Prospective Grad Students
At the Evolutionary Ecology of Health research labs, all of our students are encouraged to independently design and implement relevant research projects of their own interest (click here to learn more about our current projects). They are also expected to be able to write publication-level papers for their projects.
The following description illustrates the qualities we are searching for in graduate students:
1. Background or training in evolutionary thinking, especially as applied to behavior and/or psychology
We view mental health through the lens of evolution, because the brain is the product of a long history of evolution. Consequently, a background in evolutionary thinking is of the utmost importance.
2. Strong analytical and critical thinking skills
As John Platt once argued, science progresses most rapidly when a broad range of alternative hypotheses are considered and rigorously tested against each other. However, many widely-held benefits in mental health have not been rigorously tested. Making progress will require questioning the assumptions that underlie the field.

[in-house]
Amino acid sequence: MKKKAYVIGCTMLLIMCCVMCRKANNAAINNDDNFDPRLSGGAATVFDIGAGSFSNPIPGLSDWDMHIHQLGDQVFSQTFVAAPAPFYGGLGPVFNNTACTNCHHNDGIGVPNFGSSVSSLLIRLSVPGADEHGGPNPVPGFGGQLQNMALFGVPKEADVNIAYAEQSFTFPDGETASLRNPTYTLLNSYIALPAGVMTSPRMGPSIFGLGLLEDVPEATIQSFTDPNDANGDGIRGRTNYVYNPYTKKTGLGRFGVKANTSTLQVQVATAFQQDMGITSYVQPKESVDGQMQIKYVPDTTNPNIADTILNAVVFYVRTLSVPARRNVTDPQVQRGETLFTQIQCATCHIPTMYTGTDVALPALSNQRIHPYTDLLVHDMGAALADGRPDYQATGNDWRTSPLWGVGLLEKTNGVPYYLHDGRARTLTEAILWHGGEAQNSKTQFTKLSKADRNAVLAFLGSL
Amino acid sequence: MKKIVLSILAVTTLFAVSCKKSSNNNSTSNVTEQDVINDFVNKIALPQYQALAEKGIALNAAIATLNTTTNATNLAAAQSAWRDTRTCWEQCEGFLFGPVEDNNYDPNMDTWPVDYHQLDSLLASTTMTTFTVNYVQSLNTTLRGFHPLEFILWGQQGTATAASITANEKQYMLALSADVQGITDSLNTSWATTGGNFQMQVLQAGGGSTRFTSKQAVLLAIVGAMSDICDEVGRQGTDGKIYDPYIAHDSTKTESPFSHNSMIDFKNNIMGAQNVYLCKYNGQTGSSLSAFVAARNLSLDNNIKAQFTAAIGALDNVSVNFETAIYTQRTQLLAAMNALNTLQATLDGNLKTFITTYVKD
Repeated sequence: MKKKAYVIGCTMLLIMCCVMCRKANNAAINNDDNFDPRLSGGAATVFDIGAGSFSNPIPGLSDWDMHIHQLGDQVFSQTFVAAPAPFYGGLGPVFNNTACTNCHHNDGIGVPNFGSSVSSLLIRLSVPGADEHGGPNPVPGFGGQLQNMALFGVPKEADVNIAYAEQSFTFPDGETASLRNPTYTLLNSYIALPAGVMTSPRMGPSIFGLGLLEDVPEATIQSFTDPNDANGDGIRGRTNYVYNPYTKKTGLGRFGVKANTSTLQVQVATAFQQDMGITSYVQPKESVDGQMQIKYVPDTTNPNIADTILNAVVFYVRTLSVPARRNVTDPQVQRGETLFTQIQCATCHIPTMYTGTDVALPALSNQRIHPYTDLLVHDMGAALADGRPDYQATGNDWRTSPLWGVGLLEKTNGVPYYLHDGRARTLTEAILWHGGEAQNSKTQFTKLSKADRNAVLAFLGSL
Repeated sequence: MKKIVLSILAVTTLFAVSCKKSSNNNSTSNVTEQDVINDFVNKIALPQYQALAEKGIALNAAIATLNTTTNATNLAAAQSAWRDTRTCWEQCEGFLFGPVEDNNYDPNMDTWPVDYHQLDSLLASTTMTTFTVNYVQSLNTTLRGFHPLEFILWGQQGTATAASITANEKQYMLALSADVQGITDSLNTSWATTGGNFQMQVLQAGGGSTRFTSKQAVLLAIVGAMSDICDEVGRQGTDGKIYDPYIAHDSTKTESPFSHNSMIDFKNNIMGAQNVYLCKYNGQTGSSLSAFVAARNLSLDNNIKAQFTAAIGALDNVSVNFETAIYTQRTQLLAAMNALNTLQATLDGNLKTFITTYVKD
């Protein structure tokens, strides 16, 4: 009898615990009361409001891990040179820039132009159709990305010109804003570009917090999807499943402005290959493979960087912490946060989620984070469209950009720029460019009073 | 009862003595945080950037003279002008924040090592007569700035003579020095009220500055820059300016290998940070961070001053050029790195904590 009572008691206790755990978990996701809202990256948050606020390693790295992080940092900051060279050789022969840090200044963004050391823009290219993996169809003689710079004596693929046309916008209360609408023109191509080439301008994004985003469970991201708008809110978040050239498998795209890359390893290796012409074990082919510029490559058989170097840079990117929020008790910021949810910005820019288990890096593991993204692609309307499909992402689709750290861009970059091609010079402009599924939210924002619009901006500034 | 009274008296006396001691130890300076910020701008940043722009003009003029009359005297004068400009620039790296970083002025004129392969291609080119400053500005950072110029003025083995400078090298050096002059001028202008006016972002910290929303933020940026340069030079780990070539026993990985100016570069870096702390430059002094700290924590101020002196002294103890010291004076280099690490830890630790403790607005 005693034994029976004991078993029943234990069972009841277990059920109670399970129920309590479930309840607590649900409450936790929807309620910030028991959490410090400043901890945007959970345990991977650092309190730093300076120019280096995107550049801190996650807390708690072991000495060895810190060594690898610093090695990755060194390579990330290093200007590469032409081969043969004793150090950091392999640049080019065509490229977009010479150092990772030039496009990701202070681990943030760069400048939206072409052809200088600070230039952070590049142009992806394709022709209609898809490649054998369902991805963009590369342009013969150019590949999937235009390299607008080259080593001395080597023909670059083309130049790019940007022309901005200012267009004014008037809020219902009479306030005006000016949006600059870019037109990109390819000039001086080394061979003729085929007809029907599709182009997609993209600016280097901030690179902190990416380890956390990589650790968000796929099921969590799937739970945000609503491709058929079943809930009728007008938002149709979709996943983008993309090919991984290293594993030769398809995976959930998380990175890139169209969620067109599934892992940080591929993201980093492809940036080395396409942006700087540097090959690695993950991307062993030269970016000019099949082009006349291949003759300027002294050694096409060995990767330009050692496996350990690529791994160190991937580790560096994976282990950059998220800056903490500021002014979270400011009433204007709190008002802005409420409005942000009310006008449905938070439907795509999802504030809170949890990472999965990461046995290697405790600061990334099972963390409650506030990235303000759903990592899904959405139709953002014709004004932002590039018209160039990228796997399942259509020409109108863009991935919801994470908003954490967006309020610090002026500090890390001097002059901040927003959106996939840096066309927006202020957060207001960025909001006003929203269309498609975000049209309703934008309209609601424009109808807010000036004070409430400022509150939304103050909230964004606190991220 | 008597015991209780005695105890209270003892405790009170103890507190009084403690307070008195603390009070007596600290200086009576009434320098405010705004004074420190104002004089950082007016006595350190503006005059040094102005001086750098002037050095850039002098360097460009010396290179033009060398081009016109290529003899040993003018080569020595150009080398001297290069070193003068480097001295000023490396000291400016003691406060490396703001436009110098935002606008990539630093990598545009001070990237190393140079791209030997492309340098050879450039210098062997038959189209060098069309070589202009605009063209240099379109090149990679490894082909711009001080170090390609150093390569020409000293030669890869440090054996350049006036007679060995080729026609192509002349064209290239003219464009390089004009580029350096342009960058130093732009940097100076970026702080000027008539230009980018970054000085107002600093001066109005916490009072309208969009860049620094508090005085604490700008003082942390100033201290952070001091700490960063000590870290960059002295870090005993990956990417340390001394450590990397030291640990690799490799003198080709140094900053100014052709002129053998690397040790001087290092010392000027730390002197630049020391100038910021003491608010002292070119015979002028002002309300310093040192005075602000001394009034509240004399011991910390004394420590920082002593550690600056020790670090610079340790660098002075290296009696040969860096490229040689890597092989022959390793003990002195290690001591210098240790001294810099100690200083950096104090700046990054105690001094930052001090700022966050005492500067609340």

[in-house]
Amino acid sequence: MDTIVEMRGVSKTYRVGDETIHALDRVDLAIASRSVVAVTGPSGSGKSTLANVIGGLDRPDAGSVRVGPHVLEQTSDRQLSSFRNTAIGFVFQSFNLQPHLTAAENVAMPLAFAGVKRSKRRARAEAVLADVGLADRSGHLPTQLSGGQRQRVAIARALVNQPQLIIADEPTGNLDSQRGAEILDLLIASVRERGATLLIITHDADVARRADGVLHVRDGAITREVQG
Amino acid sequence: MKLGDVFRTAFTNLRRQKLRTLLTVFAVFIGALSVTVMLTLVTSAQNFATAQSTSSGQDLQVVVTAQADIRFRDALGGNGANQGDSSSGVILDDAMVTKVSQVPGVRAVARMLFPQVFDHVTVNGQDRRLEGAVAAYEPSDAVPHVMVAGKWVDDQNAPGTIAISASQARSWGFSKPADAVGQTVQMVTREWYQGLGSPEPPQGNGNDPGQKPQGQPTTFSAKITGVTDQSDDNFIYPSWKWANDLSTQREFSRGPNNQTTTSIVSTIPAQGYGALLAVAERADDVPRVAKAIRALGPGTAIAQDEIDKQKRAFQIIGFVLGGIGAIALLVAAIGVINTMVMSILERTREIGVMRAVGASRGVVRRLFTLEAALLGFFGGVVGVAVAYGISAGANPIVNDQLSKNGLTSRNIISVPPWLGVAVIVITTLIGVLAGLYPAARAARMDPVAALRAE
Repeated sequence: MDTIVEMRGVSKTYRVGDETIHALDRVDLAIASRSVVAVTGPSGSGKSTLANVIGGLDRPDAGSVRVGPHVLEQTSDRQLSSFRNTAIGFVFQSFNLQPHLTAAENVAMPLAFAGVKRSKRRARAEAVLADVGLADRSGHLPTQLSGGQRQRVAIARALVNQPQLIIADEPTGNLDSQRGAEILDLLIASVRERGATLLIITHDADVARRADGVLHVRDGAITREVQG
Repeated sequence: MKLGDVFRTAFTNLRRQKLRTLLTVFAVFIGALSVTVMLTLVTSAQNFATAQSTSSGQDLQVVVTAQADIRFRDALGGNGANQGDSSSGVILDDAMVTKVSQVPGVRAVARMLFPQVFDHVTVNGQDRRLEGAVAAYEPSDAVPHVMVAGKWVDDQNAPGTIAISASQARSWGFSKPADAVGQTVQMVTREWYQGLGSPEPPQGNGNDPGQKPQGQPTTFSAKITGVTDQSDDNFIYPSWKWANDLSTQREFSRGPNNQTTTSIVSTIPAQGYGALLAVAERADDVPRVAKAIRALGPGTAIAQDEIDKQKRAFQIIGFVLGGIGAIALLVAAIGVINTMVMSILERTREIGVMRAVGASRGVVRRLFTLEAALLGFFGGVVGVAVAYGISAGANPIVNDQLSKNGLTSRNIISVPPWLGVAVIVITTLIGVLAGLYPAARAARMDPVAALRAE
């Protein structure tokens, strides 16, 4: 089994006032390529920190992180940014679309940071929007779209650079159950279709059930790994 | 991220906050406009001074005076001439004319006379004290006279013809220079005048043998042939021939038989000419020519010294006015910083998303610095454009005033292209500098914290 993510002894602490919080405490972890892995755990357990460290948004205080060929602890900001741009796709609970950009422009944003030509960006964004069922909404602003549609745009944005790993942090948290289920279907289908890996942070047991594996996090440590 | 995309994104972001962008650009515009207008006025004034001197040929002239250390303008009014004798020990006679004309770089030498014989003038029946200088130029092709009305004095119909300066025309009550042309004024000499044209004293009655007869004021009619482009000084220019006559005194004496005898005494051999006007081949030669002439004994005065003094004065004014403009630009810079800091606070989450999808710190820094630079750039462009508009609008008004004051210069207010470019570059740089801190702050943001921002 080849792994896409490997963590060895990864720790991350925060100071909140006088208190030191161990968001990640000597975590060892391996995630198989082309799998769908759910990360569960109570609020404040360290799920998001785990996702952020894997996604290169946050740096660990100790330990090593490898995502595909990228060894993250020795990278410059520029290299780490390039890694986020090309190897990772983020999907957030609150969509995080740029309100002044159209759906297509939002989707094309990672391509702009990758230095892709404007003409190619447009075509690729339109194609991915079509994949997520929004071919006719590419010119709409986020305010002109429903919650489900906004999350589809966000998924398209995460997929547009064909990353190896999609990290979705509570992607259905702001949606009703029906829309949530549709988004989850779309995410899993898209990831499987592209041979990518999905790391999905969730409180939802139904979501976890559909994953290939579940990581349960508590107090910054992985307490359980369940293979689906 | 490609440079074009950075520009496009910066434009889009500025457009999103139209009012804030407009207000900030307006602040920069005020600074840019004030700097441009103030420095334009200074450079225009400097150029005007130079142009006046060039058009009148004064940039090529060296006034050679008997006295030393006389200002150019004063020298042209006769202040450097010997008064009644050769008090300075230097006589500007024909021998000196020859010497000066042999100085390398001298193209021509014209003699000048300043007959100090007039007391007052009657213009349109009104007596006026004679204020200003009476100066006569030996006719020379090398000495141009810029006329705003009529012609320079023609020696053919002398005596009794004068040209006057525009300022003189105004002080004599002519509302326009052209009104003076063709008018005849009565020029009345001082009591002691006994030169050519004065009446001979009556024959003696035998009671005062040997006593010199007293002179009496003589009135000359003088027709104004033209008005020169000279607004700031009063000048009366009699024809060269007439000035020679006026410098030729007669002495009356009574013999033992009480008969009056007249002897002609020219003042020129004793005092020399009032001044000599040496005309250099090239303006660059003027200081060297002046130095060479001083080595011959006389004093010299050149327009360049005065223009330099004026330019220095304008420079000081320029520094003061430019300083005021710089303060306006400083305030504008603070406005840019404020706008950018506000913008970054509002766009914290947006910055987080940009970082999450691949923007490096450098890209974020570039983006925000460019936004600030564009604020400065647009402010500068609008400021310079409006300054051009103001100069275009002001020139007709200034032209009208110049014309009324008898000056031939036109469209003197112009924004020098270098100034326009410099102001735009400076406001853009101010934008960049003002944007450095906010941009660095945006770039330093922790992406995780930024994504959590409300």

3. The ability to generate interesting research questions
The ostensible goal of a graduate degree in science is to become an independent researcher who can successfully contribute to the field he or she is in. This will depend, in part, on the ability to generate interesting research questions.
4. Strong quantitative skills
Good scientific inference depends on one’s ability to conduct and understand statistical analyses. However, mathematical models of human behaviour and social interactions can also yield surprising predictions that would not otherwise be possible. Additionally, strong quantitative skills (including statistics and mathematics) are useful in promoting logical and analytical thinking.
5. Good communication skills
Successful science depends, in part, on the ability to effectively communicate it. Since we are often doing work that challenges traditional views about mental health, effective communication is all the more important.
6. Good judgment
Whether it is challenging the conventional wisdom, generating a research question, communicating our findings to other scientists or the public, or dealing with people who are closely scrutinizing our work, good judgment is important in just about everything we do.